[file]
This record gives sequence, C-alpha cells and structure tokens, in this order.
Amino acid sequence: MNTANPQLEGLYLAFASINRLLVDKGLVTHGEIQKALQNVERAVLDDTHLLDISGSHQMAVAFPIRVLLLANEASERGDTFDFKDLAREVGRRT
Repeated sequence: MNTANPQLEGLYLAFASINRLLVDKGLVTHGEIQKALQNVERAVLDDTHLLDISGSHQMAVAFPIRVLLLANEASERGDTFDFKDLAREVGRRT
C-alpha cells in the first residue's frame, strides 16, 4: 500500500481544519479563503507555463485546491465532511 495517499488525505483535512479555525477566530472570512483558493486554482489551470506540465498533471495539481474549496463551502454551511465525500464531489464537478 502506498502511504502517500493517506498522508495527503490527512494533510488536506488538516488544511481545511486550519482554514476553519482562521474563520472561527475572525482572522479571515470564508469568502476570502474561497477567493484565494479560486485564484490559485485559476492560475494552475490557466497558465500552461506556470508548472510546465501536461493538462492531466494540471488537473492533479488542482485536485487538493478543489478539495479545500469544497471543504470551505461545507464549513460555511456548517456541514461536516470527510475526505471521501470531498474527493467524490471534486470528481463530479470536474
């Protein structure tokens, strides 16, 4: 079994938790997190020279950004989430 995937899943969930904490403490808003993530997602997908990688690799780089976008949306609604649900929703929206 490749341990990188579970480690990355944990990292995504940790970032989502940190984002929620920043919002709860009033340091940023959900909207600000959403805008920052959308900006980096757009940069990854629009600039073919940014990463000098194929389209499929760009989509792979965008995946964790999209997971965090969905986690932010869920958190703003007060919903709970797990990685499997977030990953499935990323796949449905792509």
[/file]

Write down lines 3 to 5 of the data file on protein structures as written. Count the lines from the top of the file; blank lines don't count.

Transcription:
Repeated sequence: MNTANPQLEGLYLAFASINRLLVDKGLVTHGEIQKALQNVERAVLDDTHLLDISGSHQMAVAFPIRVLLLANEASERGDTFDFKDLAREVGRRT
C-alpha cells in the first residue's frame, strides 16, 4: 500500500481544519479563503507555463485546491465532511 495517499488525505483535512479555525477566530472570512483558493486554482489551470506540465498533471495539481474549496463551502454551511465525500464531489464537478 502506498502511504502517500493517506498522508495527503490527512494533510488536506488538516488544511481545511486550519482554514476553519482562521474563520472561527475572525482572522479571515470564508469568502476570502474561497477567493484565494479560486485564484490559485485559476492560475494552475490557466497558465500552461506556470508548472510546465501536461493538462492531466494540471488537473492533479488542482485536485487538493478543489478539495479545500469544497471543504470551505461545507464549513460555511456548517456541514461536516470527510475526505471521501470531498474527493467524490471534486470528481463530479470536474
């Protein structure tokens, strides 16, 4: 079994938790997190020279950004989430 995937899943969930904490403490808003993530997602997908990688690799780089976008949306609604649900929703929206 490749341990990188579970480690990355944990990292995504940790970032989502940190984002929620920043919002709860009033340091940023959900909207600000959403805008920052959308900006980096757009940069990854629009600039073919940014990463000098194929389209499929760009989509792979965008995946964790999209997971965090969905986690932010869920958190703003007060919903709970797990990685499997977030990953499935990323796949449905792509």